Over the last few days, two news items have surfaced, bringing into question various food items used widely in Barbados. In one instance, the offending items were imported chicken wings. In the other, a distribution company was accused of changing labels on expired items.
The silence surrounding these two issues is deafening and surprising. If the head of the Barbados Agricultural Society, James Paul, has stated he knew nothing about the importation of chicken wings, and the Minister responsible for Commerce and Trade has not come to clear the air, are we to assume this shipment of wings made its way into Barbados without the proper regulatory standards being met?
That makes me wonder what the standards are in the first place, and who is overseeing the regulations.
Most individuals who have ever done any level of community work know that in order to handle food, a health certificate is required. This is true of even little fish fries at schools. Sometimes, to get the health certificate takes an inordinate amount of time –– if the polyclinic is busy, or if there is a shortage of doctors on the given day.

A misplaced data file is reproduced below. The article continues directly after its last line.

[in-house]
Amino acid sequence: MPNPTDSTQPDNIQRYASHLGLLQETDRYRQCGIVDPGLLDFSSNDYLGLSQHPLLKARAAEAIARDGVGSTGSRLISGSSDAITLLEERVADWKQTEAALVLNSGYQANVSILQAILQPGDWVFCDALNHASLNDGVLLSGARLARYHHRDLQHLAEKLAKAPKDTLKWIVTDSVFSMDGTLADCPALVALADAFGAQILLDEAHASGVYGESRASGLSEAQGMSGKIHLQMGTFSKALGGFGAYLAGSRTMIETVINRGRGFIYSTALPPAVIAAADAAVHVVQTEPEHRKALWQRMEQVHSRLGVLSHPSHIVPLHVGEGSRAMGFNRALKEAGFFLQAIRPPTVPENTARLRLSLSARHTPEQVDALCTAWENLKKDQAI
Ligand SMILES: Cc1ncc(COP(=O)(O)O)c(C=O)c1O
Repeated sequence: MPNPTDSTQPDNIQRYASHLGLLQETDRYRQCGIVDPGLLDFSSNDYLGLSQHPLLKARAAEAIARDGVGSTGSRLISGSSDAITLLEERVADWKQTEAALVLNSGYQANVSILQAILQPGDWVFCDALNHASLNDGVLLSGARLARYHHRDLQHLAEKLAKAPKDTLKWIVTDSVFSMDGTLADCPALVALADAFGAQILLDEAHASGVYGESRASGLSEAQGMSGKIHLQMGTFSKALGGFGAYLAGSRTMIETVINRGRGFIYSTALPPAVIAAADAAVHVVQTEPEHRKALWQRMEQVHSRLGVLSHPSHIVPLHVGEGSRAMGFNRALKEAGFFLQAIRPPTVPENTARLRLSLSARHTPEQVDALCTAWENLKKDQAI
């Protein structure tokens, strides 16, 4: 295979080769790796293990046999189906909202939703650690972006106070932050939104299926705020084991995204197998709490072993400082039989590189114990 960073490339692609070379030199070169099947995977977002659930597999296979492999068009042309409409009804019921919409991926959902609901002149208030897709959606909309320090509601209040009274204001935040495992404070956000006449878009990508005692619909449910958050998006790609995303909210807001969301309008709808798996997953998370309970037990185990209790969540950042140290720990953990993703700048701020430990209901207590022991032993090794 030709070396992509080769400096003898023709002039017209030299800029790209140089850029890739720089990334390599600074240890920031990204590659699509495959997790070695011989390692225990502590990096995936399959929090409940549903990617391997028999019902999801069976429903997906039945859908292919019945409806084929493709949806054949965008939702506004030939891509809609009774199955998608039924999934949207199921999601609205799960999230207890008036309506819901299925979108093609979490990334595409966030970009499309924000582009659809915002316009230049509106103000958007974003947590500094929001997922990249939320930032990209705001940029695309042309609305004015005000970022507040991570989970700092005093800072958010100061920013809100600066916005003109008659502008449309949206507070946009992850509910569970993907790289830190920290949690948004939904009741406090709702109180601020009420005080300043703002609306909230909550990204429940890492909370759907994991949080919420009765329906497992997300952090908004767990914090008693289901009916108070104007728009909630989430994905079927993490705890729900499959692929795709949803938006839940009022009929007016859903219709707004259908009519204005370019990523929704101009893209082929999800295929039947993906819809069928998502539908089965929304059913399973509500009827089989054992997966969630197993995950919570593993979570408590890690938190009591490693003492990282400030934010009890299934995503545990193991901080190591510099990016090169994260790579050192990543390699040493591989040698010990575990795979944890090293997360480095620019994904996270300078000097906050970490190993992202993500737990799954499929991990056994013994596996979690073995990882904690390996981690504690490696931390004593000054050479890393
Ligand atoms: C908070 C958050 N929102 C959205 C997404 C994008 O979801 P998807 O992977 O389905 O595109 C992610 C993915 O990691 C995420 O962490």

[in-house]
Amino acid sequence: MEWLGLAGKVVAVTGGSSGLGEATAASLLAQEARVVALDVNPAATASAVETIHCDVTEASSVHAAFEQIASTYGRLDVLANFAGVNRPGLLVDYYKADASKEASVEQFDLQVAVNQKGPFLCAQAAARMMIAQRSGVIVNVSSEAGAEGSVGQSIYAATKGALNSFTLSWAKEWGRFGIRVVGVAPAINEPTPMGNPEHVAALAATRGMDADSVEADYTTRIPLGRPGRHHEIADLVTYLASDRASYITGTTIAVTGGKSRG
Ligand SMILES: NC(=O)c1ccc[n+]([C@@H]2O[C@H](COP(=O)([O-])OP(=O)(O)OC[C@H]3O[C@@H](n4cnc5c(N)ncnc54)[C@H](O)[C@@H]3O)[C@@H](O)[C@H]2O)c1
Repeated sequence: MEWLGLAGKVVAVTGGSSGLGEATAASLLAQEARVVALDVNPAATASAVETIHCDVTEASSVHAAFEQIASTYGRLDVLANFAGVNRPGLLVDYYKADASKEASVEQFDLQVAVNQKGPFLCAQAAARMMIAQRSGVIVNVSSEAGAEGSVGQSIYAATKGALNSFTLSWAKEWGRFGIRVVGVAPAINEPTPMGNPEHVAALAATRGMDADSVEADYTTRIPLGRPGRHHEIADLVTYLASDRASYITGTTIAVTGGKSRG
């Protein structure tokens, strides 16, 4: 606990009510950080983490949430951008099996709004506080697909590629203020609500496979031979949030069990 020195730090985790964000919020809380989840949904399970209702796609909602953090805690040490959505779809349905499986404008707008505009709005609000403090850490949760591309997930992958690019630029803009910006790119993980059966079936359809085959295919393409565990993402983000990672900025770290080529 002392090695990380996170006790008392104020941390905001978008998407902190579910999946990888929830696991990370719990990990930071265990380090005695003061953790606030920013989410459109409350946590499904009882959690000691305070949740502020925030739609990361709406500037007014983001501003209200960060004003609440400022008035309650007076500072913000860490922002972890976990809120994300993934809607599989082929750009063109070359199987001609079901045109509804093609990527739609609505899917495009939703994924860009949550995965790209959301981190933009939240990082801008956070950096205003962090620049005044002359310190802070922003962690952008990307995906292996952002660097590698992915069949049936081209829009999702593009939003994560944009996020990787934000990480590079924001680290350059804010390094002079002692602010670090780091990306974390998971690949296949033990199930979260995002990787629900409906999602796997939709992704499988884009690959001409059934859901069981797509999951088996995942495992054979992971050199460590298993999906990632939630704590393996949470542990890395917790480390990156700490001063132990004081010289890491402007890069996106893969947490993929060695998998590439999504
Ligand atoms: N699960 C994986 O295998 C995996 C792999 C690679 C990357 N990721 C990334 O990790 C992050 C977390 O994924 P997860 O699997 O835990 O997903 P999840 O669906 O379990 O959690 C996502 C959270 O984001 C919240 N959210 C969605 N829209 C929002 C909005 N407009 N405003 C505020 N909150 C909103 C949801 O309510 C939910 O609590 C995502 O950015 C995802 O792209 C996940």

In my usual exasperation, I ask the question: how could we regulate the persons selling food so strenuously and seem not to have equally rigorous measures to regulate the food itself which people buy to prepare and sell?
At this time of year, vendors prepare chicken wings, chips, turkey wings and other small meals to sell for the purposes of making additional income, or of raising funds for graduations and school-related activities. Chicken wings, at this time of year, would also be a welcome supplement to housewives’ stocks as they prepare for the vacation days when children are ever hungry.
Having made the point about how far-reaching imported chicken wings can be across Barbadian communities, how did an entire seemingly phantom shipment of them become available to consumers? And why has there not yet been a public closure of the distributor alleged to be changing sell-by and best-before dates on items for public consumption?
There seems to be a very lax set of regulations governing food inputs into Barbados. These two glaring cases aside, I believe there should be clearer guidelines on chicken generally in Barbados. Some supermarkets and other outlets purchase bulk chicken from both local and imported sources. Where chicken is imported or local, the designation should be recorded on the packaging accordingly, so consumers who only wish to purchase local chicken can make informed choices.
Additionally, the labelling on pre-prepared food in Barbados leaves much to be desired. In four and five-star hotels across Barbados, buffets are offered to consumers without any kind of labelling. Soup is prepared and there is no label to indicate whether the soup is meat or vegetarian. Muffins are displayed and there is nothing to indicate whether there are nuts or nut particles, so individuals
with allergies are forewarned.
We are a society very, very good at talking; a chasm exists between talking and doing.